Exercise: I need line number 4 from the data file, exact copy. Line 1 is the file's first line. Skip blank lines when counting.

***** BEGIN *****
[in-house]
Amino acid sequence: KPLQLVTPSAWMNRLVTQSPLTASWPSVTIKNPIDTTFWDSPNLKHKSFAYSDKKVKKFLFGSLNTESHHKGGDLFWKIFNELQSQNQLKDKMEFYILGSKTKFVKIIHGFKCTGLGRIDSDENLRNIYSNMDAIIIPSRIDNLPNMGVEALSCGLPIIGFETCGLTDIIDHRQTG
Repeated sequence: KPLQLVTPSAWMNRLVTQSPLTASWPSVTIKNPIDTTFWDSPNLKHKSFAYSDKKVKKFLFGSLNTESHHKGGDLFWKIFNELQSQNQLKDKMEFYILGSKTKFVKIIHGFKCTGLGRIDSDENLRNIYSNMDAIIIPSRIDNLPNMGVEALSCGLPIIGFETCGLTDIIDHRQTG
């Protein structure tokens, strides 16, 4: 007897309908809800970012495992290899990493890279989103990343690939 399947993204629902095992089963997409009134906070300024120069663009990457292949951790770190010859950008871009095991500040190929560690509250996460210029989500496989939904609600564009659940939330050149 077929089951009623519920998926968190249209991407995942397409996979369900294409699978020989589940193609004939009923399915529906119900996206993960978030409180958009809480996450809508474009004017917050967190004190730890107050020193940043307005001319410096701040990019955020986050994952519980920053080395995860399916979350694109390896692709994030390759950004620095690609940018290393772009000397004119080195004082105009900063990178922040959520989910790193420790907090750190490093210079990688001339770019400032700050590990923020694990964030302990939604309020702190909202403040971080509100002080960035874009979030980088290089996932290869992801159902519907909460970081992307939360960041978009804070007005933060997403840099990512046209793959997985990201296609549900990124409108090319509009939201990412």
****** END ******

């Protein structure tokens, strides 16, 4: 007897309908809800970012495992290899990493890279989103990343690939 399947993204629902095992089963997409009134906070300024120069663009990457292949951790770190010859950008871009095991500040190929560690509250996460210029989500496989939904609600564009659940939330050149 077929089951009623519920998926968190249209991407995942397409996979369900294409699978020989589940193609004939009923399915529906119900996206993960978030409180958009809480996450809508474009004017917050967190004190730890107050020193940043307005001319410096701040990019955020986050994952519980920053080395995860399916979350694109390896692709994030390759950004620095690609940018290393772009000397004119080195004082105009900063990178922040959520989910790193420790907090750190490093210079990688001339770019400032700050590990923020694990964030302990939604309020702190909202403040971080509100002080960035874009979030980088290089996932290869992801159902519907909460970081992307939360960041978009804070007005933060997403840099990512046209793959997985990201296609549900990124409108090319509009939201990412």